It’s understandable when people say after an outage ‘let’s stop deployments, so we can stop incidents’. But it doesn’t work out that way. Most incidents are triggered by surprise events, not planned changes, and my colleague Steve Smith and I have historical data from 3 large organisations to demonstrate this.
The wrong solution for a real problem
I’ve worked in cross-team delivery roles at government agencies, media companies, and broadcasters, and I often see the same thing happen after outages. It’s suggested that we restrict deployments to prevent any more incidents.
When I worked at a broadcaster, there was a serious performance issue caused by a planned Postgres upgrade. It hadn’t happened in test upgrades, and a worried operations manager said afterwards ‘all future deployments are now at risk’. However, I pointed out it hadn’t happened before because our test data was so limited, so we couldn’t have known in advance. We focussed instead on implementing the DORA metrics to rebuild confidence.
Stopping deployments is the wrong solution for a real problem, because most incidents aren’t triggered by deployments. There’s no such thing as a root cause, it’s always multiple faults that cause an incident, but there’s usually a trigger that forces the faults together. I’ll bet most of your incidents are triggered by surprises, not deployments.
My colleague Steve Smith and I have looked at the data from three large organisations, with 10-30 teams and 15-40 digital services. Combining 71 P1 and P2 incidents from 1 year into a composite organisation gives these results.
74% of incidents at this composite organisation were caused by surprise events, in-service and downstream. Examples included database performance issues, firewall problems, out of memory errors, and downstream service bus errors. So, why is this a problem?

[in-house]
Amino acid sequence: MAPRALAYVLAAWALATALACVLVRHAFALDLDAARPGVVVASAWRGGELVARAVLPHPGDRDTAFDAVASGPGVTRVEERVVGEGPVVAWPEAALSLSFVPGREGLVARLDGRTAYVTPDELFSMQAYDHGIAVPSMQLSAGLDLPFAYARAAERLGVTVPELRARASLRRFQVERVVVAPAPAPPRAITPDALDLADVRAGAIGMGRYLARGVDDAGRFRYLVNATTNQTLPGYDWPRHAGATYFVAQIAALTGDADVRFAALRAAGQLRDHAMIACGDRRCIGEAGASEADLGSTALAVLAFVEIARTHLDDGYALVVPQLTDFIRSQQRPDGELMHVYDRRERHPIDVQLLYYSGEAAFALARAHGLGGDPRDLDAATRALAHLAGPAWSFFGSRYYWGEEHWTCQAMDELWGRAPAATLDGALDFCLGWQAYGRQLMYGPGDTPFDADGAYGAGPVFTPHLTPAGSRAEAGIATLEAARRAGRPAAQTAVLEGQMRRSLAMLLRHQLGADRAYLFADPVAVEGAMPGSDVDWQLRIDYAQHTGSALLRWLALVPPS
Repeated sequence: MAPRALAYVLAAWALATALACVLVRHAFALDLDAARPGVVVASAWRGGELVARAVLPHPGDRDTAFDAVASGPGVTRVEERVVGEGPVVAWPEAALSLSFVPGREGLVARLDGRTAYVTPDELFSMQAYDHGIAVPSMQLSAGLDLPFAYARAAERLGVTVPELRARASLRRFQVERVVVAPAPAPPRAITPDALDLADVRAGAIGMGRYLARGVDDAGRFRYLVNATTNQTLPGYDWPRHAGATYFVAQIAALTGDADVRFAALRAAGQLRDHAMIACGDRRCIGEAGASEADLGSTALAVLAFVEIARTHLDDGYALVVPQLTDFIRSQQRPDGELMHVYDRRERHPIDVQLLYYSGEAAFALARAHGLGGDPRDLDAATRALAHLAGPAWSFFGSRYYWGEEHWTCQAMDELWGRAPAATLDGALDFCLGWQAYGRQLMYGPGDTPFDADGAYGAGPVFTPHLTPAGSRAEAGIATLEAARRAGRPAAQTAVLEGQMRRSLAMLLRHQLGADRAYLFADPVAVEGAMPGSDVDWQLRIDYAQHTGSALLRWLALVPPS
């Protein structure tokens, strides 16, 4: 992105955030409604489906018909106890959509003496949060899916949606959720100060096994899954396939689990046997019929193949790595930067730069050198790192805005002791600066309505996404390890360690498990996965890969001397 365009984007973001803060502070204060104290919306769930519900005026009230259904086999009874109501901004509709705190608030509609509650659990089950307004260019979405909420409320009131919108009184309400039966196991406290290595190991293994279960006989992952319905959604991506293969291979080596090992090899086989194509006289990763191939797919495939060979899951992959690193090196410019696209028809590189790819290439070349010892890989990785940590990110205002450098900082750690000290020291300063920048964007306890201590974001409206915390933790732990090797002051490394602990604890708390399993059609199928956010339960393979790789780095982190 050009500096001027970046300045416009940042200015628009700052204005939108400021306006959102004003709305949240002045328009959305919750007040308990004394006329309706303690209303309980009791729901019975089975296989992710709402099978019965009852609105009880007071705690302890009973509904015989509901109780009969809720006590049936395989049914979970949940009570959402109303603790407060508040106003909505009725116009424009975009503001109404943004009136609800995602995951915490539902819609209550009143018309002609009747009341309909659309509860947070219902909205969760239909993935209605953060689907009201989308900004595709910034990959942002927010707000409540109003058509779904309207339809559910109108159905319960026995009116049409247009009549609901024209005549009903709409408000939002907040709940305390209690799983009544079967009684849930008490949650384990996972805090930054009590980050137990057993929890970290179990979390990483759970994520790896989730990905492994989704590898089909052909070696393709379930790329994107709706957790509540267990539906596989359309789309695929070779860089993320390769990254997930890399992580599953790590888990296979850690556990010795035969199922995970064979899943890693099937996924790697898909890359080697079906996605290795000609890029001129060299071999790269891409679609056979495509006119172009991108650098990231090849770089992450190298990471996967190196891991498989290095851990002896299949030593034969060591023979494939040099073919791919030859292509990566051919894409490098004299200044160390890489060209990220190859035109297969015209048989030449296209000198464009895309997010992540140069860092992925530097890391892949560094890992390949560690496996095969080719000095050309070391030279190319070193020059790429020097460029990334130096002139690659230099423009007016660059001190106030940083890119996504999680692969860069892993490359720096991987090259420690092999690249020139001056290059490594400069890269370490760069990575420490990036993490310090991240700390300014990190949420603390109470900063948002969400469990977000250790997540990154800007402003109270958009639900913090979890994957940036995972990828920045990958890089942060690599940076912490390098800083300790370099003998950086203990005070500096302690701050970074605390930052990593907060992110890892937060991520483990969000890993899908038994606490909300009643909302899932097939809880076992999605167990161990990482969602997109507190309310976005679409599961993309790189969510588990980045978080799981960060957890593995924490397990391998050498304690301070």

Services aren’t built to handle surprises
I’ve seen many different kinds of surprise events. The one thing they have in common is when they go wrong, they really go wrong!
Time to restore is one of the DORA metrics we always recommend for delivery assurance. At our composite organisation, the data has already shown most incidents are triggered by surprises. It also shows those incidents have a much longer time to restore, up to 20x worse.
It takes longer to detect, diagnose, and resolve a loss of service availability when it isn’t preceded by a planned deployment. There’s no sense of heightened awareness, no obvious time period to investigate, and no option of a rollback. Services are extremely vulnerable to operational surprises, because they aren’t built to handle them.
Optimise for time to restore, not incident count
In my experience, developers aren’t able to build services that can adapt to surprises. They’re tasked to complete new features as soon as possible, and they lack access to learn from live traffic trends or observability data.
You can change that culture by optimising for a faster time to restore, not fewer incidents. It’s the minutes of lost availability that cause financial losses and reputational damage, not the number of incidents. Our recommendations here include:
- Switch to on-call product teams. Adopting the You Build It You Run It operating model incentivises product managers to prioritise reliability alongside functionality, encourages developers to add adaptive capacity, and accelerates time to restore
- Add some chaos. Running Chaos Days and injecting faults into services allows teams to identify vulnerabilities before any incidents happen
- More deployments. Increasing deployments means smaller change sets to test, smaller time windows to observe, and a smaller probability of introducing faults
For example, we helped John Lewis & Partners to adopt You Build It You Run It with a paved road for incident management. They scaled up to many teams and many services, and their time to restore improved from 2 hours to 27 minutes.
Stopping deployments doesn’t stop incidents, because most of your incidents are triggered by operational surprises, not planned changes. Unexpected, unplanned events can happen at any time, so it’s important to build services that can adapt to surprises. And optimising for a faster time to restore, not fewer incidents, is the starting point on that journey.